Discharge from Baby’s Belly Button, What Does It Mean?

The umbilical cord connects the baby to the mother during the nine months of pregnancy. Immediately after birth, the umbilical cord is cut and clamped by the doctor. A small stump remains which normally falls off within a couple of days. In most cases, the belly button in newborn heals without any problem. However, in certain cases, complications occur such as a discharge from the belly button. During the healing process, some discharge is considered as normal, but in some cases, this indicates an infection. Knowing the difference between the baby belly button discharges is important in order to know when medical help is necessary.

What Does Baby Belly Button Discharge Mean?

Normal Discharge

When the umbilical cord falls off, a slight bleeding is considered normal. This is more likely to occur in cases when the umbilical cord gets pulled off totally or partially. A yellowish or greenish discharge in small amounts is also considered normal, as long as it does not have any odor. Around the umbilical cord stump, some mucus presence is normal before the stump falls off, or even a couple of days later after the stump is gone.

Abnormal Discharge

Continuous bleeding from the baby belly button should make you concern. Also, any yellowish or whitish discharge which is also accompanied by a foul smell should make you worry. These are signs of an infection, and especially the presence of pus in the belly button. Any baby belly button discharge in large amounts, regardless if it is mucus, blood, or pus needs medical attention and the right treatment.

Other Symptoms

Other symptoms that you could notice in a newborn around the belly button include swelling, redness, high fever, change in how the newborn acts, etc. If you notice any of the above-mentioned symptoms together with discharge, seek immediate medical help as these are all signs of an infection.

How to Deal With Belly Button Infection?

How to Take Care of Your Newborn?

When to Seek Medical Help?

You should seek immediate medical help in the following cases:

More Things to Know About Caring Baby’s Umbilical Stump

When Will the Umbilical Stump of My Newborn Fall Off?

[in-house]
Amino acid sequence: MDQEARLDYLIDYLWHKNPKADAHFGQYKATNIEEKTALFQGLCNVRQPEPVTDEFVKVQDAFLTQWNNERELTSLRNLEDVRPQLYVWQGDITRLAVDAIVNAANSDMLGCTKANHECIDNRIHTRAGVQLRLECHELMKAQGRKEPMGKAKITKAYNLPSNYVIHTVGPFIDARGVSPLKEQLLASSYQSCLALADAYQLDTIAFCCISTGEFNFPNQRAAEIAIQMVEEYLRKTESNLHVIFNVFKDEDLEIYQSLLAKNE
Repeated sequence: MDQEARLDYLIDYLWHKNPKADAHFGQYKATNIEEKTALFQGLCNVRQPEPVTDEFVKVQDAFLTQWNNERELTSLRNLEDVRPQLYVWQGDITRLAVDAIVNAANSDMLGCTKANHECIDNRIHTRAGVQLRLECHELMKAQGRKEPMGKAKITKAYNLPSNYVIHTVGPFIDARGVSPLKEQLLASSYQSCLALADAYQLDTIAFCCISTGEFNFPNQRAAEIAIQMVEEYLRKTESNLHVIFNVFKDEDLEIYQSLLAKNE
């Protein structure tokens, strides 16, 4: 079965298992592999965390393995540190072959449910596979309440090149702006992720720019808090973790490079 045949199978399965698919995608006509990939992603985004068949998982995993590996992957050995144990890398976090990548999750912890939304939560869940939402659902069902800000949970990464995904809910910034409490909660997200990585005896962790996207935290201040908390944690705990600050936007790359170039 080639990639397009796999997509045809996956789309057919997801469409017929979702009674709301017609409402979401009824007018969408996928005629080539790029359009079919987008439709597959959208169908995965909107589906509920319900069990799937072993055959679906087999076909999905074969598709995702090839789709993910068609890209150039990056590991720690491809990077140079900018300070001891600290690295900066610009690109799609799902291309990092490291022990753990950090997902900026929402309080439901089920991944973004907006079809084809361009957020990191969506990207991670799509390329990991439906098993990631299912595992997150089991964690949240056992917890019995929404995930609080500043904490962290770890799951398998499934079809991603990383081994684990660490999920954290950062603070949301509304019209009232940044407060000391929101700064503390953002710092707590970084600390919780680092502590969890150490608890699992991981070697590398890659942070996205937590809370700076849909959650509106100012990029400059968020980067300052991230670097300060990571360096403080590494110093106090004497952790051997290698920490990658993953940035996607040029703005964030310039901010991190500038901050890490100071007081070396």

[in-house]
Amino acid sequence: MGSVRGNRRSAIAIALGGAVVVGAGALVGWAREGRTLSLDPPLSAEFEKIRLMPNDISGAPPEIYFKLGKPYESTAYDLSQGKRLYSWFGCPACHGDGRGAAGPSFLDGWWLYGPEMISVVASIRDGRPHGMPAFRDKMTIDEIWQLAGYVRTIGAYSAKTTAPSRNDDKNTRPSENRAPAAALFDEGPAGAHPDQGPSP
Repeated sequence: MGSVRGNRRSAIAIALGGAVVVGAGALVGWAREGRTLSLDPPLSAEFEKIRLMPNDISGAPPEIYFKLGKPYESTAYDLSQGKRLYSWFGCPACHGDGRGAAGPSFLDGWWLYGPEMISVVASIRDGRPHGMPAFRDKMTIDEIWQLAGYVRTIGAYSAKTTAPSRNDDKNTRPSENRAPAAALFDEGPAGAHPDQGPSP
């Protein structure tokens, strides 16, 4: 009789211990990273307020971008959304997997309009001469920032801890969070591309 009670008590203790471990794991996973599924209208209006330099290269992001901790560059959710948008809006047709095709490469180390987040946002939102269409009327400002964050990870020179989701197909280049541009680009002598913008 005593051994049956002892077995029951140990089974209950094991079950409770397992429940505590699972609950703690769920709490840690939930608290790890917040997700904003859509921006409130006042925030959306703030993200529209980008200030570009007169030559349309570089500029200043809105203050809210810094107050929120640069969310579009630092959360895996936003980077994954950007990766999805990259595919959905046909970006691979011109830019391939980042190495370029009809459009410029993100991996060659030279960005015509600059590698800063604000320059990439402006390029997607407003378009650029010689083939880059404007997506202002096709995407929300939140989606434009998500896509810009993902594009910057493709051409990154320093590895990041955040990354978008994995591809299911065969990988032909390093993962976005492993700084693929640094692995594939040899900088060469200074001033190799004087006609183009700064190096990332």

Usually, it takes about 5 to 15 days for your newborn’s umbilical stump to fall off. If the umbilical stump is kept dry and clean, the recovery process will be faster. The stump during this process changes its color from yellowish to green, brown and eventually black until it falls off on its own. Don’t pull the stump as it will fall off by itself.

How to Take Care of My Newborn’s Umbilical Stump?

The most important thing is to keep your newborn’s umbilical stump clean and dry in order to prevent any infections. Make sure to wash your hands every time before taking care of the umbilical cord area, as well as after every diaper change. Make sure to fold down the diaper so the air can get to the cord. Wear your newborn in loose clothing as well.

If the umbilical stump gets wet during a bath, this does not mean that the healing process will get longer as long as you carefully dry the area afterward. However, if the area remains wet, there is a great possibility that it can get infected.

There is no need to use an antiseptic on the umbilical stump as long as you keep the area dry and clean. Antiseptics can prolong the recovery process and usually the umbilical stump takes longer to fall off in these cases.

How Long Does It Take for the Newborn’s Belly Button to Heal?

After the umbilical stump falls off, a small wound will remain for a couple of days. Usually, it will take about 7 to 10 days for the belly button area to completely heal. Once the wound is completely healed, it will become your baby’s belly button. Some blood in the diaper is normal during this time, which should not frighten you.

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